(photo credit: Courtesy of Yossi Zveker)
Kurt Weill and Bertolt Brecht’s The Rise and Fall of the City Mahagonny,
performed by the Israeli Opera, conveys the message that the most severe crime,
deserving the death penalty, is poverty. It suggests this attitude has not
changed since 1930s Europe but merely gotten worse.
Director Omri Nitzan
and set designer Michael Kramenko’s obsession with video art, innovative and
modern several decades ago, was partly amusing, partly irritating and partly
confusing. David Stern, first and foremost an orchestra conductor, payed little
to no attention to the singers, and did not use his authority to restrain the
orchestra’s volume in order not to overshadow the voices.
Most of the
singers’ enunciation was unintelligible, making it difficult to understand the
text without resorting to the screened translation or indeed distinguish whether
the half-open-mouthed language was German, English or Gibberish. Almost all the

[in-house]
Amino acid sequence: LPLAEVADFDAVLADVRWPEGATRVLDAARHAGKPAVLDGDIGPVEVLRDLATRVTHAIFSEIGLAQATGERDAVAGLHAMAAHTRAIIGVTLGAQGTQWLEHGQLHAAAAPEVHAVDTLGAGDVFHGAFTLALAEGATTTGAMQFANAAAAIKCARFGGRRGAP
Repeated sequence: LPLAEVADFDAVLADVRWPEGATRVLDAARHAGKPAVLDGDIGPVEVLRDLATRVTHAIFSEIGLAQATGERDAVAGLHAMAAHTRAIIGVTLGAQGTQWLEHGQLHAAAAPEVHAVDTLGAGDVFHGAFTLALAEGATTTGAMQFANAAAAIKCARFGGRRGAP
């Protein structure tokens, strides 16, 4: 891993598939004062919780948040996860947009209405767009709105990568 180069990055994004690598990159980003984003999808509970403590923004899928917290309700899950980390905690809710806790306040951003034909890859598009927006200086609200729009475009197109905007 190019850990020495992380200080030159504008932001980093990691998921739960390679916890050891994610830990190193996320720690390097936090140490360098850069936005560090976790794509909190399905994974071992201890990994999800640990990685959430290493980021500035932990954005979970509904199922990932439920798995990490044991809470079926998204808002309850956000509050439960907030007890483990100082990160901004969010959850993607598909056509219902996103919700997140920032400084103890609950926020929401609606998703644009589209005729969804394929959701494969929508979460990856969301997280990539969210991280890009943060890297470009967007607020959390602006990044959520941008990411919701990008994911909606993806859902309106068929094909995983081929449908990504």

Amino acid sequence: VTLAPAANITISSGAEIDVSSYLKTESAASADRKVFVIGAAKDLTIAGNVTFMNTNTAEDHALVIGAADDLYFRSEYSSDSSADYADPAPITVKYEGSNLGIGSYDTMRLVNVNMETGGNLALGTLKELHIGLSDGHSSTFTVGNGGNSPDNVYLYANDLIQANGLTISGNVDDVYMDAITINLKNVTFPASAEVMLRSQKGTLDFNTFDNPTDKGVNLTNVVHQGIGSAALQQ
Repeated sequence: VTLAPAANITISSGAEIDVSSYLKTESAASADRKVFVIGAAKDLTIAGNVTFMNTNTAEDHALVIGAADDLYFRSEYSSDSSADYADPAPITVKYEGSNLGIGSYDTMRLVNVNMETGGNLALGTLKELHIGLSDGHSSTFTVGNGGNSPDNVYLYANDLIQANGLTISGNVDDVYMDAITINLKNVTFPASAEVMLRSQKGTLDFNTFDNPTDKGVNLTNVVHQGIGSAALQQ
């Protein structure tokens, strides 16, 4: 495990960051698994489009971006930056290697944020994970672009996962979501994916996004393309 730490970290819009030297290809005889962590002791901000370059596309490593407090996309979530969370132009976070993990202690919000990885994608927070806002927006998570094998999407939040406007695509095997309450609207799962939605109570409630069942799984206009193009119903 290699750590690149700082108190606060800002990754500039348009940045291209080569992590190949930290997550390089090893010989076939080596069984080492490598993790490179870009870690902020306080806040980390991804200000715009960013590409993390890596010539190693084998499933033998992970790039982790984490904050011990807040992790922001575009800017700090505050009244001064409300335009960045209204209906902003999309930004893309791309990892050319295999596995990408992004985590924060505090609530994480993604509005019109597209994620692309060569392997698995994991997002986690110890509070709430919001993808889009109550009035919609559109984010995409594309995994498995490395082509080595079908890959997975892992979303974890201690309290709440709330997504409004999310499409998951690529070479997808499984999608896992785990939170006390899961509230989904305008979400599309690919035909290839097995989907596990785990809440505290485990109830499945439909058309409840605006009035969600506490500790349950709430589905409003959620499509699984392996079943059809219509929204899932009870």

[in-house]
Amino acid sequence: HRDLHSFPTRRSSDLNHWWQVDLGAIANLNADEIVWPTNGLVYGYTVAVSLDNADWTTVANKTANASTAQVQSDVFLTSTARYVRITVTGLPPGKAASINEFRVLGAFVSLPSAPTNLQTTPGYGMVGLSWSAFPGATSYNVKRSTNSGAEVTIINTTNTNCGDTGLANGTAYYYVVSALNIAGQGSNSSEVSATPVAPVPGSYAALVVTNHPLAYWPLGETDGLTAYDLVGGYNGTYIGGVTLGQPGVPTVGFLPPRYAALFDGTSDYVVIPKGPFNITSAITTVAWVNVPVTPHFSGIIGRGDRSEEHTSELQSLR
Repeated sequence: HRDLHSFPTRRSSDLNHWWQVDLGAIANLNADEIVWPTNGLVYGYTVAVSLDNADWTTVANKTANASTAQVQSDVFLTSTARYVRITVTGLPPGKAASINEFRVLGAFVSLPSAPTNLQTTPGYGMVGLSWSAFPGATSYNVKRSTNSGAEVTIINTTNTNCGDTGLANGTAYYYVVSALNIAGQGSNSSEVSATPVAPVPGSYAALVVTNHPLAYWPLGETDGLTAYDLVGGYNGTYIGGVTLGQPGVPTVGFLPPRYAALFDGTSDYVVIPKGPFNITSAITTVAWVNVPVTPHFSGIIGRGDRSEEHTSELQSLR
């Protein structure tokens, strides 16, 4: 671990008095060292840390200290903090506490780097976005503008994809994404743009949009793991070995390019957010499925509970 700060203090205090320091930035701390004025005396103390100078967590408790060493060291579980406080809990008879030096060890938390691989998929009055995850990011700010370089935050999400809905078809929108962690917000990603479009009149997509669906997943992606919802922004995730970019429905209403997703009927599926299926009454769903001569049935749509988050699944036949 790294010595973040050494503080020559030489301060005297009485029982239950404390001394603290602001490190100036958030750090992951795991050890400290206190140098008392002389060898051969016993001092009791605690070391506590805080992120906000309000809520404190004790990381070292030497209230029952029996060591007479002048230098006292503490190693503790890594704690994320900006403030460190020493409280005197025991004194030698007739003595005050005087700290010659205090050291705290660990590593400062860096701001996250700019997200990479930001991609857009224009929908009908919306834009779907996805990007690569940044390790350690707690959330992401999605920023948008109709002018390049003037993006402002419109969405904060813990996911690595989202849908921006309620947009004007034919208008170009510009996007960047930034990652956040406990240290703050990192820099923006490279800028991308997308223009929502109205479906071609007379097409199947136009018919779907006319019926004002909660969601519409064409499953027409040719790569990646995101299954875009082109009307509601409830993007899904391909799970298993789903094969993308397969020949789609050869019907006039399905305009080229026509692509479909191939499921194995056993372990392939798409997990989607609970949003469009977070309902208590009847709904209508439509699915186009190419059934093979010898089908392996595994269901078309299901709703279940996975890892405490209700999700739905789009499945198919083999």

singers recited or sung their roles plainly, theatrically and without nuance,
like routine opera arias, not light, musical-style hit songs.
no trace of Weill’s and Brecht’s biting irony and makebelieve nonchalance, their
main characteristics. Jenny (Neomi Nadelmann) sounded like a heavyset dramatic
soprano, instead of a lighthearted, soubrette-type chanteuse. Jim
(Wolfgang Schwaninger) was pathetic before his execution, evincing none of the
witty alienation so typical of Weill. The court scene, mercifully, provided some
comic relief, highlighting the satirical aspect of the proceedings.
those who might have missed it, the relevance of the 1930s-era social protest to
the contemporary local scene was bluntly emphasized at the end.